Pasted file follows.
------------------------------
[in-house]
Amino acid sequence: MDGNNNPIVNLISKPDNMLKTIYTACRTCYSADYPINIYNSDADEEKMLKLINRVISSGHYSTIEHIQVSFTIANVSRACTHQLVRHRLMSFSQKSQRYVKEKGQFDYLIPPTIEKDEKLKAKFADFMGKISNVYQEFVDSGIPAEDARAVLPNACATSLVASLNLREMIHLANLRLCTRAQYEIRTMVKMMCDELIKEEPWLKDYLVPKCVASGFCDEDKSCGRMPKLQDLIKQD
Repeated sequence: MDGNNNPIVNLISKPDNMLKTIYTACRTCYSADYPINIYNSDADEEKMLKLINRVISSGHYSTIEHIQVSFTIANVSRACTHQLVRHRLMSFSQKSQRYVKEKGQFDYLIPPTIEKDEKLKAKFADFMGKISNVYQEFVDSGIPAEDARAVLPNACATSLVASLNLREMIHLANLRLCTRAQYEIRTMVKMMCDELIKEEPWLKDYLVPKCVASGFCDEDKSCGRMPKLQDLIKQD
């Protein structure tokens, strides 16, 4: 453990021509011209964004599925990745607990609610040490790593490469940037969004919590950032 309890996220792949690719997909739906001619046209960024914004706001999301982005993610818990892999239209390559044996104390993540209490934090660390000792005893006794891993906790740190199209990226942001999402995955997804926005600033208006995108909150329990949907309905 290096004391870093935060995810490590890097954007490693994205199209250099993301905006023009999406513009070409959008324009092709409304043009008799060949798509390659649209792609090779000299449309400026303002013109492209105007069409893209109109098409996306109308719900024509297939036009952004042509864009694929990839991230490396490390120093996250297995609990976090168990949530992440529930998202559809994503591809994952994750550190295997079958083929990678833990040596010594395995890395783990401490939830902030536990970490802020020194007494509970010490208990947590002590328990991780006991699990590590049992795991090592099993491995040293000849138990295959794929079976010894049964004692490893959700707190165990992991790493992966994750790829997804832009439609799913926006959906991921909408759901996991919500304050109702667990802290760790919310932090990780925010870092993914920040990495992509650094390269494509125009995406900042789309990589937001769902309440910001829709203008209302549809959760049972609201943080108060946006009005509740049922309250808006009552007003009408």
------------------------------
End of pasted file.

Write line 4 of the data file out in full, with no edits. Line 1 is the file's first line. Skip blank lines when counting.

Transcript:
């Protein structure tokens, strides 16, 4: 453990021509011209964004599925990745607990609610040490790593490469940037969004919590950032 309890996220792949690719997909739906001619046209960024914004706001999301982005993610818990892999239209390559044996104390993540209490934090660390000792005893006794891993906790740190199209990226942001999402995955997804926005600033208006995108909150329990949907309905 290096004391870093935060995810490590890097954007490693994205199209250099993301905006023009999406513009070409959008324009092709409304043009008799060949798509390659649209792609090779000299449309400026303002013109492209105007069409893209109109098409996306109308719900024509297939036009952004042509864009694929990839991230490396490390120093996250297995609990976090168990949530992440529930998202559809994503591809994952994750550190295997079958083929990678833990040596010594395995890395783990401490939830902030536990970490802020020194007494509970010490208990947590002590328990991780006991699990590590049992795991090592099993491995040293000849138990295959794929079976010894049964004692490893959700707190165990992991790493992966994750790829997804832009439609799913926006959906991921909408759901996991919500304050109702667990802290760790919310932090990780925010870092993914920040990495992509650094390269494509125009995406900042789309990589937001769902309440910001829709203008209302549809959760049972609201943080108060946006009005509740049922309250808006009552007003009408």